A 9,000 year-old case of human decapitation has been found in the rock shelter of Lapa do Santo in Brazil, according to a study published September 23, 2015 in the open-access journal PLOS ONE by André Strauss from the Max Planck Institute for Evolutionary Anthropology, Germany and colleagues.
An archaeological site called Lapa do Santo, located in east-central Brazil, contains evidence of human occupation dating back to ~12,000 years ago. In 2007, researchers found fragments of a buried body, Burial 26, including a cranium, jaw, the first six cervical vertebrae, and two severed hands at the site. They dated the remains back to ~9,000 years ago using accelerator mass spectrometry. The researchers found amputated hands laid over the face of the skull arranged opposite each other and observed v-shaped cut marks on the jaw and sixth cervical vertebra.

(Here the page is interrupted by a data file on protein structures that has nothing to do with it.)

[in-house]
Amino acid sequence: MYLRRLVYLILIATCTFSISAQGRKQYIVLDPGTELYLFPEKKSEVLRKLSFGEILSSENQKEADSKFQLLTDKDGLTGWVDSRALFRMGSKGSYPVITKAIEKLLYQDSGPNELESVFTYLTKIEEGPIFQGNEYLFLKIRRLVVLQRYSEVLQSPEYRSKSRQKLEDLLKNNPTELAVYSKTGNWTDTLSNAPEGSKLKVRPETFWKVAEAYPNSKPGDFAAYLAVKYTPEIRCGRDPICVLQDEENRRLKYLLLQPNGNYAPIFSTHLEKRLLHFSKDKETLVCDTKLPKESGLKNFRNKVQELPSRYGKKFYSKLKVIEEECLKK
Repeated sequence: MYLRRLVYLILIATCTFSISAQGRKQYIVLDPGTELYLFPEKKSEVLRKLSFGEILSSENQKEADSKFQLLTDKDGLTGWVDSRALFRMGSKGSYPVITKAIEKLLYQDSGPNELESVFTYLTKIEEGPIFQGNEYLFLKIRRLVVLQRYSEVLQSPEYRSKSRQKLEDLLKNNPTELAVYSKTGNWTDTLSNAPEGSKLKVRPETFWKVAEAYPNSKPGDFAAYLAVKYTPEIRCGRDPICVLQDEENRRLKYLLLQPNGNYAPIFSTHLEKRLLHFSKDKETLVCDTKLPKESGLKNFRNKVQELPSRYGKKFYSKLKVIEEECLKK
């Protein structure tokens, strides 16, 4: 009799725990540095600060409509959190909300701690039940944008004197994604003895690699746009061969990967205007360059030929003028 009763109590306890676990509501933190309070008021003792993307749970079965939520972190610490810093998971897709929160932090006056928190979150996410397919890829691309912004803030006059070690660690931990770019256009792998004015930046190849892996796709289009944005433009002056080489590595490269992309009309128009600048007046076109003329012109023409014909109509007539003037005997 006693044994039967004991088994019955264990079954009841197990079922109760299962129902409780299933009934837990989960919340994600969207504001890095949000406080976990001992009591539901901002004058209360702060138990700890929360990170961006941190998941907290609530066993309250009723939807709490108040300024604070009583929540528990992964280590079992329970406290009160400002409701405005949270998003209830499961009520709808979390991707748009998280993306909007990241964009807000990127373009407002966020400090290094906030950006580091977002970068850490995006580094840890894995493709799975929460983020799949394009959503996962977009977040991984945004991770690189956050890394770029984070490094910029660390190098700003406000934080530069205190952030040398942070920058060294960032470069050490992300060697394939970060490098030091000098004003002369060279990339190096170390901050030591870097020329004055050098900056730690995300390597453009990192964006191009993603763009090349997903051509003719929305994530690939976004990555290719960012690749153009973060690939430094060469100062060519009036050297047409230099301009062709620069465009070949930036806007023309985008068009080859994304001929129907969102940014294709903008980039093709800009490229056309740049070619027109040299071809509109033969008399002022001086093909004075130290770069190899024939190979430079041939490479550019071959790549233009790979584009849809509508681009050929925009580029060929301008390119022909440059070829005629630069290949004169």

Based on strontium analysis comparing Burial 26’s isotopic signature to other specimens from Lapa do Santo, the researchers suggest Burial 26 was likely a local member of the group. Additionally, the presentation of the remains, lead the authors to think that this was likely a ritualized decapitation instead of trophy-taking. If this is the case, these remains may demonstrate sophisticated mortuary rituals among hunter-gatherers in the Americas during this time period. The authors think this may be the oldest case of decapitation found in the New Word, leading to a re-evaluation of the previous interpretations of this practice, particularly with regards to its origins and geographic dispersion.